The Samaritans lived in a region north of Jerusalem. They are an ancient, ethnoreligious group descendant from Jews who had not been taken into captivity and deported but who remained in Samaria. They intermarried with the Assyrians who had been brought into the land after the Assyrians conquest of the Northern Kingdom of Israel in 721 B.C. The Samaritans accepted only the first five books of the Hebrew Bible as their biblical canon. They rejected the writings of the prophets and all the Jewish traditions because they considered Judaism as an altered religion brought back with the return of the Jews from the Babylonian exile in 539 B.C. (after the conquest of Judah, the Southern Kingdom by Babylon in 597 B.C.) They worshiped at the temple on Mount Gerazim, instead of the temple of Mount Moriah in Jerusalem because they considered it the original holy place where Abraham almost sacrificed his son Isaac. They were so despised by the Jews that the Jews would cross over the river Jordan and take a longer route to avoid going through Samaria. The Samaritans also harbored animosity toward the Jews.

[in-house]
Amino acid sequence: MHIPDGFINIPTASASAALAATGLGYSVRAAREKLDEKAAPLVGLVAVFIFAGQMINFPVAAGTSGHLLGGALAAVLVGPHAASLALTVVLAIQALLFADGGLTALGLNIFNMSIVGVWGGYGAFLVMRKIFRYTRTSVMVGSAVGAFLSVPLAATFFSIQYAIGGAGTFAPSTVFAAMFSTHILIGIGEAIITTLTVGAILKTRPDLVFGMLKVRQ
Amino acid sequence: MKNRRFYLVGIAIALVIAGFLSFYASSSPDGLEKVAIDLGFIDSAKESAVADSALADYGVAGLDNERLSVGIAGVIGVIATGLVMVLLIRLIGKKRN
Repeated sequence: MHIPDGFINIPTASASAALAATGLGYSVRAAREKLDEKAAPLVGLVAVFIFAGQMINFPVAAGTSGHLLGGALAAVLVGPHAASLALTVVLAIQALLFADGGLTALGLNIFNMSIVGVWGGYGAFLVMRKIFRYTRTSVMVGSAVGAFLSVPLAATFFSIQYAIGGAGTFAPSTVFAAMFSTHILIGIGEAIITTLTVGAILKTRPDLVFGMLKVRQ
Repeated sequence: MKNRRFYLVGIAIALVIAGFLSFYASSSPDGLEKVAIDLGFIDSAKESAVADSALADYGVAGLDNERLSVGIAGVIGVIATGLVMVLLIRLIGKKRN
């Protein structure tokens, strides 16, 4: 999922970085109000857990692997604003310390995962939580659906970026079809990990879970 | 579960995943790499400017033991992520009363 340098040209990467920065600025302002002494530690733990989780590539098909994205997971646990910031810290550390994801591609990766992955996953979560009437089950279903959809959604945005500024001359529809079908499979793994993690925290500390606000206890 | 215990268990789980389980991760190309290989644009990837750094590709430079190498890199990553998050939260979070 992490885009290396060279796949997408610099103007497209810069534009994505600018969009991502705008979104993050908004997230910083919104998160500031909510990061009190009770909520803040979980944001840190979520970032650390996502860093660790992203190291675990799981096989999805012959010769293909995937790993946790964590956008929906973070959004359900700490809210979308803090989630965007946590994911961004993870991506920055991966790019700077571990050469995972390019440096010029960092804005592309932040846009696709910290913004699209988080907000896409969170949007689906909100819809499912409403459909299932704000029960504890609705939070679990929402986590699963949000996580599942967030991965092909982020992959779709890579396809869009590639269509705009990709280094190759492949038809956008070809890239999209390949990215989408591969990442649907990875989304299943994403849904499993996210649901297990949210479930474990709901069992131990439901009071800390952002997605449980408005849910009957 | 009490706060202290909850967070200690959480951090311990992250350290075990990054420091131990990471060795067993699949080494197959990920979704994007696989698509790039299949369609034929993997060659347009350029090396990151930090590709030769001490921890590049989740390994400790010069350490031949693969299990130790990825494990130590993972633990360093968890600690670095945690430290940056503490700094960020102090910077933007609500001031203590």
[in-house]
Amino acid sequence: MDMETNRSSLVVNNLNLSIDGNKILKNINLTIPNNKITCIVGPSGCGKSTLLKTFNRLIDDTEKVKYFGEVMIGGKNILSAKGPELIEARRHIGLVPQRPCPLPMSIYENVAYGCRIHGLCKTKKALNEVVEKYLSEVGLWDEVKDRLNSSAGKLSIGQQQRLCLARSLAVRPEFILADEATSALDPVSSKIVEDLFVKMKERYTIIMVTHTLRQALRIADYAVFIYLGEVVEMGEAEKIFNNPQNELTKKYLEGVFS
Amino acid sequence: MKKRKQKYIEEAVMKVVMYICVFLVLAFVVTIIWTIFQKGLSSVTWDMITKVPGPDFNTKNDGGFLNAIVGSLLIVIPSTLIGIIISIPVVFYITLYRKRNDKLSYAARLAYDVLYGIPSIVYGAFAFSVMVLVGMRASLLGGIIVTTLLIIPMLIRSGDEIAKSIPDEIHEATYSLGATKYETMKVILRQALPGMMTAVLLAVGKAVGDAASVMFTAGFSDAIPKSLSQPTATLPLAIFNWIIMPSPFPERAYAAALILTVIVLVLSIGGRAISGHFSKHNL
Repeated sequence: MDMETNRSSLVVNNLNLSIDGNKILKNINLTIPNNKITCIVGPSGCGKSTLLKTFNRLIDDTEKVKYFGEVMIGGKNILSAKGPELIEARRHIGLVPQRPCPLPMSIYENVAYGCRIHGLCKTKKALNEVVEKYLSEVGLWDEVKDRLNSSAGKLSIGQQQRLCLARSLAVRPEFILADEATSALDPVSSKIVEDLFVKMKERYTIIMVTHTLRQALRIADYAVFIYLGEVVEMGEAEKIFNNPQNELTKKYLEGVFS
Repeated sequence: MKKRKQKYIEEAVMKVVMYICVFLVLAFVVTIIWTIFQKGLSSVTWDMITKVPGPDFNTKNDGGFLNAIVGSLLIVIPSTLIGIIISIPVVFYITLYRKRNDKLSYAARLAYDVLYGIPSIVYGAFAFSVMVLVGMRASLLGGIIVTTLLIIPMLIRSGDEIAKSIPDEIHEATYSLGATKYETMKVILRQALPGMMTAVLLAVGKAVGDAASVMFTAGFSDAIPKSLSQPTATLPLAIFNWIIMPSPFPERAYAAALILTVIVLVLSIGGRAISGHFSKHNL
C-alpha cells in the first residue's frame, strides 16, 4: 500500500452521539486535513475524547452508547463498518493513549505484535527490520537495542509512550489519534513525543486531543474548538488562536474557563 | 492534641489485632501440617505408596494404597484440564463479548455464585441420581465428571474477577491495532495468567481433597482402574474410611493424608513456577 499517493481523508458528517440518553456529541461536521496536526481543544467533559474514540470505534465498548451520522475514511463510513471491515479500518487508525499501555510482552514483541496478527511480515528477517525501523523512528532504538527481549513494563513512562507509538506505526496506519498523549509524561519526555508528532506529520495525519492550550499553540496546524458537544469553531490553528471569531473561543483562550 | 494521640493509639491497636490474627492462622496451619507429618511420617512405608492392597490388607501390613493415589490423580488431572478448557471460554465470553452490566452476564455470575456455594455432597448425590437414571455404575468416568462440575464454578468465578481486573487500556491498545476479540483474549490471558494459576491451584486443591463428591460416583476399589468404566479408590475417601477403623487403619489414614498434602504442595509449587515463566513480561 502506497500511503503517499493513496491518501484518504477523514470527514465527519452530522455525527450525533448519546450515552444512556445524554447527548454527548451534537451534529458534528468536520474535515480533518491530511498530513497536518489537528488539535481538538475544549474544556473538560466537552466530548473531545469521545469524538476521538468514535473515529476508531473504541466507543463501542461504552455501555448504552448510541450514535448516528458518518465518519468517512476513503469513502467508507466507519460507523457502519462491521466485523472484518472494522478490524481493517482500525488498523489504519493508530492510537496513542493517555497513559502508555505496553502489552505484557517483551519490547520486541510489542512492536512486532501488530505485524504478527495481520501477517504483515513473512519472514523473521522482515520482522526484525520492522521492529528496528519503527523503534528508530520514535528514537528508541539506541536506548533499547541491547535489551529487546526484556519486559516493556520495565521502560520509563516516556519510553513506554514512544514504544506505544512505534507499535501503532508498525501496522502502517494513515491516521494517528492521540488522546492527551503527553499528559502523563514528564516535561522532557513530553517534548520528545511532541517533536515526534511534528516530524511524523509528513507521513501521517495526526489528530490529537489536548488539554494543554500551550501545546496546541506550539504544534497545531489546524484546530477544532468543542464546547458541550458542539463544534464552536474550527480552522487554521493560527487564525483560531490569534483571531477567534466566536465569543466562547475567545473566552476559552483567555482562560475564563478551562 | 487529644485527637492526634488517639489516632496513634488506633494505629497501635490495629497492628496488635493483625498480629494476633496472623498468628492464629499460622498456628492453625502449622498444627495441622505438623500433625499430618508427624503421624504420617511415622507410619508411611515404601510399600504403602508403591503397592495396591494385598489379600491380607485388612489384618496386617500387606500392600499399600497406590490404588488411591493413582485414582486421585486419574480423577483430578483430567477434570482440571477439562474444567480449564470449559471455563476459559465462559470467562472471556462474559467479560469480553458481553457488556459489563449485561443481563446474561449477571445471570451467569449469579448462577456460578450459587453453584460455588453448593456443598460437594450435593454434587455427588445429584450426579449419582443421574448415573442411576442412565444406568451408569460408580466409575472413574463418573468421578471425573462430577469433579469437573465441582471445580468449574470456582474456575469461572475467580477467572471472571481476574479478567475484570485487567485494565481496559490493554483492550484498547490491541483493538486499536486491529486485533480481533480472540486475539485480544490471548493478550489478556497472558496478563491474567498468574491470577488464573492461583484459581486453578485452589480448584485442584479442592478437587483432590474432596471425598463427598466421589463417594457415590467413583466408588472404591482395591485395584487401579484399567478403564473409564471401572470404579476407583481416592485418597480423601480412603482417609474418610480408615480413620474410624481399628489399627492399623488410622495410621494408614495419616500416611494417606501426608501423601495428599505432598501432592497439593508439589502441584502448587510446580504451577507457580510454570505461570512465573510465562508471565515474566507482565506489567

The fourth chapter of the Gospel of John speaks of the Woman of Samaria. The story of the woman at the well depicts Jesus breaking with tradition by conversing with a woman in public and sharing a drink with a Samaritan. In other words He was associating with a woman who was racially despised, a half-Jew/a half-gentile whose religious beliefs were considered heresy.
Jesus offered the Samaritan woman living water. With this water we will never thirst again. A human being can survive three to five days without water, but this living water represents eternal salvation. We should all desire the living water, especially during Lent.
from the fountains of salvation,
Jesus knew all of the sins of this Samaritan woman, as He called them out, she perceived Him to be a prophet. This same Jesus sees all of our sins and, just as He was eager to forgive this Samaritan woman, we, too, can be forgiven.
Our Garden of Gethsemane